The rule of completeness is an important rule that can offer protection against the misuse of a recorded statement you make to the police in a Miami criminal case. However, this rule has its limits. In a recent Florida Supreme Court case, the Court considered the rule of completeness, as well as the evidence rule that permits impeachment of hearsay declarants.
At issue was whether section 90.108(1) (the rule of completeness) allows a defendant to require the government to put into evidence an entire video recording of his statement to the cops where the government questioned a detective about the defendant’s inculpatory statements without putting the recording into the record. Also at issue was whether the government could impeach a defendant under section 90.806(1), which permitted an attack on a hearsay declarant’s credibility.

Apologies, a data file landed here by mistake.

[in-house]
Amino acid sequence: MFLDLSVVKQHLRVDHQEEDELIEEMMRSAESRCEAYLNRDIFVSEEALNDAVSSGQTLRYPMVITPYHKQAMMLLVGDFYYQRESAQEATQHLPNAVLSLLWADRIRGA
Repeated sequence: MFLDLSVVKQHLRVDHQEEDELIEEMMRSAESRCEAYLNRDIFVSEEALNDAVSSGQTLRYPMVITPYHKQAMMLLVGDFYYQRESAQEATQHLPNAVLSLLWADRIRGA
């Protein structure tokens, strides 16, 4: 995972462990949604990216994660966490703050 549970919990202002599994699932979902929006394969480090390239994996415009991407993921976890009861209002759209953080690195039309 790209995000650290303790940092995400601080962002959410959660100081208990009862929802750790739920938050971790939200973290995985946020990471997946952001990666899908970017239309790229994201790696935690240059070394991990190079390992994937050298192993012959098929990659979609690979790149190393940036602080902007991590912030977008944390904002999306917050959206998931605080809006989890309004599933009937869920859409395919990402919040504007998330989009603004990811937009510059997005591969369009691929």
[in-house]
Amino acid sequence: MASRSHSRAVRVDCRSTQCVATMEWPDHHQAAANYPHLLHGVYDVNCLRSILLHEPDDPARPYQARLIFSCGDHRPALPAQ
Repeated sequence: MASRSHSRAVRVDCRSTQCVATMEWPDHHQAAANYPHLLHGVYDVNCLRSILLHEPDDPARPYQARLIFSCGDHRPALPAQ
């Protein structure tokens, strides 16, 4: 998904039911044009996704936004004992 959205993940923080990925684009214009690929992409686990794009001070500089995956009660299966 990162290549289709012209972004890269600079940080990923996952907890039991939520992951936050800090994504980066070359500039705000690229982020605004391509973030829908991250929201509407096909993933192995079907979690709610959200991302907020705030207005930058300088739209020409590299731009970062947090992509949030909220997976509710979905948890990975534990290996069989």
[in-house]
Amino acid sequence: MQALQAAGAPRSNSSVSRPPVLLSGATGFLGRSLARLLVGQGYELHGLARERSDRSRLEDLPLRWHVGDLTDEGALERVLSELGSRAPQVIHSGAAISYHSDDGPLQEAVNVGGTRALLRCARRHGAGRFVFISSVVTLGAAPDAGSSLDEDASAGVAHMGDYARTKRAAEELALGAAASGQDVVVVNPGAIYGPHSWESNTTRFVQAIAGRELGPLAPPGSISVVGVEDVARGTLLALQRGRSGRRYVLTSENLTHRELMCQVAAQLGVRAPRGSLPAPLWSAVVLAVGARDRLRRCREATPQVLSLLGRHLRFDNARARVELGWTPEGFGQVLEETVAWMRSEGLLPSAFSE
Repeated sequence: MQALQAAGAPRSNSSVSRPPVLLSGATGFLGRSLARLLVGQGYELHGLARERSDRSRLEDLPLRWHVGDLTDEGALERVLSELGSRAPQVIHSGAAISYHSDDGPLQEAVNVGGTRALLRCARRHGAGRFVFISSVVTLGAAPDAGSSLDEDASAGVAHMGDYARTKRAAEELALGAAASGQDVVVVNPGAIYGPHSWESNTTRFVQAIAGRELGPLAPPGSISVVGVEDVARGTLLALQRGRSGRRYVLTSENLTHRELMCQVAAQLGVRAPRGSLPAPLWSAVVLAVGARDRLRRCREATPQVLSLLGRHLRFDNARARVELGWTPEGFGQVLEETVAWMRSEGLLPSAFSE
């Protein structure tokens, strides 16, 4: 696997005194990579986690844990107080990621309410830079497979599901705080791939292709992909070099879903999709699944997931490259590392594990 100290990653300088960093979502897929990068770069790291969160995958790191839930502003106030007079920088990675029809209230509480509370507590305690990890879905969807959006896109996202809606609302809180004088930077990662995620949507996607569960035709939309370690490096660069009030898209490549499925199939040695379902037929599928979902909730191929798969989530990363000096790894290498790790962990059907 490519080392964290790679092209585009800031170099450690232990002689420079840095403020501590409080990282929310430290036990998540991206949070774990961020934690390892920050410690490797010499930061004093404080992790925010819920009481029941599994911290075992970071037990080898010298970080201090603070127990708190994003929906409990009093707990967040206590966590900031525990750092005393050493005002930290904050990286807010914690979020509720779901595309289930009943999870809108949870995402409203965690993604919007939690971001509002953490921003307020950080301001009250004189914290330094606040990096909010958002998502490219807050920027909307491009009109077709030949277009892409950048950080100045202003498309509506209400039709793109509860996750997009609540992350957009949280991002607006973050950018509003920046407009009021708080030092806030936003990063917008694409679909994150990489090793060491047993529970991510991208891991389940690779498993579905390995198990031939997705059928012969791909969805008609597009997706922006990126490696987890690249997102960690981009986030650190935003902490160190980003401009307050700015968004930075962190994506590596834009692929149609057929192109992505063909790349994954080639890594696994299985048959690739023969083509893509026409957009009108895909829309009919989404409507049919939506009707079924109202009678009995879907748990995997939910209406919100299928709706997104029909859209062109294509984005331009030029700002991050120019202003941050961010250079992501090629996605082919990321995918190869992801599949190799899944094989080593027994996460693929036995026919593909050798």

The case arose when a 68-year-old retired man took a 27-year-old man home with him from the beach. When the victim didn’t arrive at his friend’s house for dinner as planned, the friend went to the victim’s house where he found the victim lying facedown inside. Witnesses told a detective they’d seen the victim eating with someone younger earlier that day. The medical examiner decided that the victim had the kinds of injuries that were consistent with being choked and decided it was likely that he’d been killed by force. Other evidence, including video surveillance footage from stores, showed that the defendant had used the victim’s credit card.